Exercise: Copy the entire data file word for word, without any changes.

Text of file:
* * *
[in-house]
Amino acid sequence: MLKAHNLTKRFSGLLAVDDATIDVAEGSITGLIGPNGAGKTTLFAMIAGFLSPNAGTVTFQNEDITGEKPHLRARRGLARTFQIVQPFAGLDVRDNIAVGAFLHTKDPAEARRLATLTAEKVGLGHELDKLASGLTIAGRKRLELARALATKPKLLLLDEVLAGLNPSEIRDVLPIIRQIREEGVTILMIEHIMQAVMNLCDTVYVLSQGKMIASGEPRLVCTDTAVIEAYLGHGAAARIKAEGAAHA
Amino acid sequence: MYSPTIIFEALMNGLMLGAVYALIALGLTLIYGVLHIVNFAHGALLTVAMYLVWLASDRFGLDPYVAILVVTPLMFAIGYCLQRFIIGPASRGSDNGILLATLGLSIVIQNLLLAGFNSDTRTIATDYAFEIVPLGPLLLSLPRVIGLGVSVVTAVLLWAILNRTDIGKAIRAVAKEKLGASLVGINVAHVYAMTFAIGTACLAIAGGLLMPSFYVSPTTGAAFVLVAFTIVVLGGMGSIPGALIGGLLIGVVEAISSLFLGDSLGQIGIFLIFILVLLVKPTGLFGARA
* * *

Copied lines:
[in-house]
Amino acid sequence: MLKAHNLTKRFSGLLAVDDATIDVAEGSITGLIGPNGAGKTTLFAMIAGFLSPNAGTVTFQNEDITGEKPHLRARRGLARTFQIVQPFAGLDVRDNIAVGAFLHTKDPAEARRLATLTAEKVGLGHELDKLASGLTIAGRKRLELARALATKPKLLLLDEVLAGLNPSEIRDVLPIIRQIREEGVTILMIEHIMQAVMNLCDTVYVLSQGKMIASGEPRLVCTDTAVIEAYLGHGAAARIKAEGAAHA
Amino acid sequence: MYSPTIIFEALMNGLMLGAVYALIALGLTLIYGVLHIVNFAHGALLTVAMYLVWLASDRFGLDPYVAILVVTPLMFAIGYCLQRFIIGPASRGSDNGILLATLGLSIVIQNLLLAGFNSDTRTIATDYAFEIVPLGPLLLSLPRVIGLGVSVVTAVLLWAILNRTDIGKAIRAVAKEKLGASLVGINVAHVYAMTFAIGTACLAIAGGLLMPSFYVSPTTGAAFVLVAFTIVVLGGMGSIPGALIGGLLIGVVEAISSLFLGDSLGQIGIFLIFILVLLVKPTGLFGARA